201-896-4100 info@sh-law.com

Should Delaware Corporate Officers Take Advantage of “Shield” Amendment to DGCL Section 102(b)(7) Allowing for Limited Exculpation of Officers?

Author: Paul A. Lieberman|December 27, 2022

Should Delaware Corporate Officers Take Advantage of “Shield” Amendment to DGCL Section 102(b)(7) Allowing for Limited Exculpation of Officers?

Should Delaware Corporate Officers Take Advantage of “Shield” Amendment to DGCL Section 102(b)(7) Allowing for Limited Exculpation of Officers?

Should Delaware Corporate Officers Take Advantage of “Shield” Amendment to DGCL Section 102(b)(7)?

When is it not a good time for corporations to conduct an annual review of their governing documents to determine if any changes are needed? Entering 2023, Delaware corporations should consider amending their certificates of incorporation to exculpate officers from personal liability for monetary damages associated with breaches of the duty of care prong of fiduciary duty.[1]

Let’s Review Basics of Fiduciary Duties Owed to a Delaware Corporation

Members of a corporation’s board of directors, as well as its corporate officers, owe fiduciary duties to the corporation.  There are two separate prongs of fiduciary duty: a duty of loyalty and a duty of care.

Violating fiduciary duties can result in significant personal liability, which can make business people reluctant to serve as directors and officers. As a result, many states have laws in place that allow corporations to shield their officers and directors from potential liability. For more than three decades, Delaware has authorized corporations to exculpate directors but not officers from personal liability for monetary damages associated with breaches of the duty of care. Because officers were not entitled to such limited protections enjoyed by directors, they were often targeted in litigation. See, Amalgamated Bank v. Yahoo! Inc., 132 A 3d 752, 787 (Del. Ch. 2016). 

Delaware’s New Law Regarding Exculpation of Officers

Delaware amended its General Corporation Law to close the “loophole”. Effective August 1, 2022, Section 102(b)(7) of the Delaware General Corporation Law provides that corporations may include in their certificates of incorporation, “[a] provision eliminating or limiting the personal liability of a director or officer to the corporation or its stockholders for monetary damages for breach of fiduciary duty as a director or officer.” The amendment is not self-effectuating, it must be elected by the Corporation through a charter amendment. Stockholders must approve amendments of certificates of incorporation.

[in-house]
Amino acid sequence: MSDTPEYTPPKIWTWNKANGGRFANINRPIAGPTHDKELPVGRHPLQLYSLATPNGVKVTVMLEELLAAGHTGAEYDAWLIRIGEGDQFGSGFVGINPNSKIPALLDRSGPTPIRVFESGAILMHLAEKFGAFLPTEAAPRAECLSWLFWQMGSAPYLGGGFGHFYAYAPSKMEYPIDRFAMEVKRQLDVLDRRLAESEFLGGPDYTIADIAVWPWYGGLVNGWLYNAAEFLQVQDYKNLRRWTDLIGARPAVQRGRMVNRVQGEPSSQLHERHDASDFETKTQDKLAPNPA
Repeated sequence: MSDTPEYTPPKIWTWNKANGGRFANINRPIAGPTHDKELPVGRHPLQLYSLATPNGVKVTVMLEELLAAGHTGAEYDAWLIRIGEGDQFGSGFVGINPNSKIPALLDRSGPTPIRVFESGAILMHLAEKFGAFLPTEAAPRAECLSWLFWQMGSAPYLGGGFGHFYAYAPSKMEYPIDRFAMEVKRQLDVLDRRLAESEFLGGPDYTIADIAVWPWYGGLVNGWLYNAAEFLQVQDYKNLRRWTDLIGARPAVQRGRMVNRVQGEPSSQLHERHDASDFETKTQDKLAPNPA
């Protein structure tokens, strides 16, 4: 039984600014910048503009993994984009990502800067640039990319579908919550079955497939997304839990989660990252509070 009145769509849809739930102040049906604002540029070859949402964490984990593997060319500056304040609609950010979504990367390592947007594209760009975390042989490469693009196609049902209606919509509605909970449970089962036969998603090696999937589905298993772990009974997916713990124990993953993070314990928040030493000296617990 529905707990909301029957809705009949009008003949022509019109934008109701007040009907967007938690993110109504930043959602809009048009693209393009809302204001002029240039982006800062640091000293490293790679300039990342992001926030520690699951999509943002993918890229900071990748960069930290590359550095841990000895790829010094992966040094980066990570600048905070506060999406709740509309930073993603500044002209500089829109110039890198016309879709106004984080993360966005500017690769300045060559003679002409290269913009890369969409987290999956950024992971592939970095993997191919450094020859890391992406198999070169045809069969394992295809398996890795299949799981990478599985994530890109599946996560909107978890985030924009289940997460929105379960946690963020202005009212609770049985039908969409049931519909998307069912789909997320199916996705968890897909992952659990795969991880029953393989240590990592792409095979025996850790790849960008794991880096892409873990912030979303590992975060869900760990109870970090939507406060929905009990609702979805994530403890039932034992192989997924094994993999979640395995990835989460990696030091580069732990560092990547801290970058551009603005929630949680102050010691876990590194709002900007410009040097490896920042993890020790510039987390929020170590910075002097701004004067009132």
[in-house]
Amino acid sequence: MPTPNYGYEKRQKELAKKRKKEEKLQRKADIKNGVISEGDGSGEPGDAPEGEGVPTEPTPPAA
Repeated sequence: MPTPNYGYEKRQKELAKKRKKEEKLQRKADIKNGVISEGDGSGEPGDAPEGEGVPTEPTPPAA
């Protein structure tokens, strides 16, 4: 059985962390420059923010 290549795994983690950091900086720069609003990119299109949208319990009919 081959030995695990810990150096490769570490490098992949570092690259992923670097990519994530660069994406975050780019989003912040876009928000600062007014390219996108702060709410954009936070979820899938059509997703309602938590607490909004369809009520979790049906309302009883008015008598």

Extending the same exculpatory protection that directors receive to certain officers, includes – President, CEO, COO, CFO, CLO, controller, treasurer or CAO, plus other individuals that public filings identify as the Company’s “most highly compensated officers”.

Notably, Delaware’s officer exculpation provisions only cover breaches of the duty of care and do not apply to an officer’s breach of the duty of loyalty. Accordingly, exculpation provisions will not shield an officer from liability for acts or omissions not in good faith or for any transaction from which the officer derived an improper personal benefit. Additionally, Section 102(b)(7) expressly provides that exculpation provisions may not eliminate or limit the liability of “[an] officer for acts or omissions . . . which involve intentional misconduct or knowing violation of law.” Exculpation is also not available for derivative claims brought by stockholders on behalf of the corporation. The amendment does not limit or eliminate an officer’s liability for breaches of the duty of loyalty, or infraction of federal law, including damages under federal securities laws, anti-trust laws or RICO.  Disgorgement of profits resulting from breach of loyalty is usually imposed.